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DCS responds to questions regarding scalded child's Foster place - KVOA | KVOA.com | Tucson, Arizona

DCS responds to questions regarding scalded child's Foster placement

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Our investigation continues on the five-year-old Tucson girl with burns to 80% of her body. Pima county sheriff's detectives say her adoptive mother did it.

Investigators also say before she was adopted, Madison had been in foster care with a man now convicted of child sex-crimes. How could all of this happen? The Arizona Department of Child Safety has responded to our questions.

Madison Osteraas was rushed to Banner University Medical Center on December 30th. Court documents say her adoptive mother, Samantha Osteraas, told 9-1-1 that the child was accidentally burned in the bathtub. Prior to that, Madison had been in the care of David Frodsham in Sierra Vista. A man who has since been convicted of sex crimes against kids.

So, the News 4 Tucson Investigators wanted to know how could this happen? 

In an email a DCS spokesperson, said they could not specifically comment on Madison’s placement. However, when it comes to why she was placed with Frodsham, the spokesperson told us:

“…in reference to how DCS licenses its foster placements, the Department does its best to ensure the children in our care are in the safest homes possible.To accomplish that end, the Department requires a thorough vetting process before a foster placement can become licensed. This process includes full background checks, a central registry check for prior DCS history, a fingerprint clearance card issued from the Arizona Department of Public Safety, home inspections, reference checks, and licensing classes through a provider agency. Licensed foster placements also receive quarterly home visits from their licensing agencies in addition to the monthly DCS visit. As an added oversight, the court must approve out-of-home placements."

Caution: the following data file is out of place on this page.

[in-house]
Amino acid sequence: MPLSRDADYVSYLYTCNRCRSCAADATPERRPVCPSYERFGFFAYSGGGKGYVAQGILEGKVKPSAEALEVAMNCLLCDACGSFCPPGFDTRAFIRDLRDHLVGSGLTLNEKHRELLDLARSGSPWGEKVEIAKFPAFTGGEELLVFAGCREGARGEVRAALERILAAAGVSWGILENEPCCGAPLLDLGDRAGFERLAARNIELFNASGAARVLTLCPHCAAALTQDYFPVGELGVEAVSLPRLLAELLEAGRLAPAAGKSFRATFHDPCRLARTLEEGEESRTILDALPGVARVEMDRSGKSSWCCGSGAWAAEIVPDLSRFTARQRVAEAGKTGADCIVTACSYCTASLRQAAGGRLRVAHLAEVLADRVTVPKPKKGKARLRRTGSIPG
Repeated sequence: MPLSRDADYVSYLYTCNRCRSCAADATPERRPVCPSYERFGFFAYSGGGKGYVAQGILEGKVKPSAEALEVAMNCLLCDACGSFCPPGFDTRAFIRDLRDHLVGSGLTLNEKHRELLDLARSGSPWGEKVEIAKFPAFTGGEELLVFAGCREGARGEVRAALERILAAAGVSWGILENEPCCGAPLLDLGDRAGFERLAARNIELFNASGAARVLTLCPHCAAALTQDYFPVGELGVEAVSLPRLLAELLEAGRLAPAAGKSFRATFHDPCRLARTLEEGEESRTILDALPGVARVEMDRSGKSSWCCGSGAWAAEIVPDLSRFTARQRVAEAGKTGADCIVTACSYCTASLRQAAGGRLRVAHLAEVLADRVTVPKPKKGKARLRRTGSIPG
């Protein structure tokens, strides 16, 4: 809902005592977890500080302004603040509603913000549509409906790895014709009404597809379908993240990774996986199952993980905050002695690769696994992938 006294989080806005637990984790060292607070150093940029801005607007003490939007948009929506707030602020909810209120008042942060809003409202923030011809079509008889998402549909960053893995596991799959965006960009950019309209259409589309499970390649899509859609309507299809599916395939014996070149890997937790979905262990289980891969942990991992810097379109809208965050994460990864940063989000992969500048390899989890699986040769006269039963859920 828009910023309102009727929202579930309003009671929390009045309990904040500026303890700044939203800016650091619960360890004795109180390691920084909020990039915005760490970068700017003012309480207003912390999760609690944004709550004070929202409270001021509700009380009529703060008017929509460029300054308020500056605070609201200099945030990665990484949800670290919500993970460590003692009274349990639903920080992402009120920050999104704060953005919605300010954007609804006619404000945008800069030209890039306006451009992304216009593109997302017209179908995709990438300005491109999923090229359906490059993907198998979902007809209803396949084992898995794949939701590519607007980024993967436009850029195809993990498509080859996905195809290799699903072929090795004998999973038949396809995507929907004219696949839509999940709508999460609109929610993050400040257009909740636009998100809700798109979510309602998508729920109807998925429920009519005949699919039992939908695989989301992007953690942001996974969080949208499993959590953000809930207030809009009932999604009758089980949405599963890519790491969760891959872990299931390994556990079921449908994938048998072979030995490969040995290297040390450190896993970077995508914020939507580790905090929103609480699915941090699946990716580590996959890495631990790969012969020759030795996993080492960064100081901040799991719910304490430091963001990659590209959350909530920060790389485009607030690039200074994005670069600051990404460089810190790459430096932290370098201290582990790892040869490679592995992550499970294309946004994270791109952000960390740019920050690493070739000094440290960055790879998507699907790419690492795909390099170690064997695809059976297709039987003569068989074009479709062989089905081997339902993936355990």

When the News 4 Tucson Investigators pushed DCS about Madison's placement  with a now convicted sex offender, DCS again told us that confidentiality laws prohibit them from commenting on individual placements.

However, we did learn more however about the many kids in Frodsham's care. According to DCS, Frodsham was licensed for five children, male and female, with the ages ranging from birth to 11-years-old. DCS told the News 4 Tucson Investigators, he had no restrictions on his license.

At last report, Madison remained at Banner University Medical Center fighting for her life. Osteraas has been released from jail on $25,000 bond.

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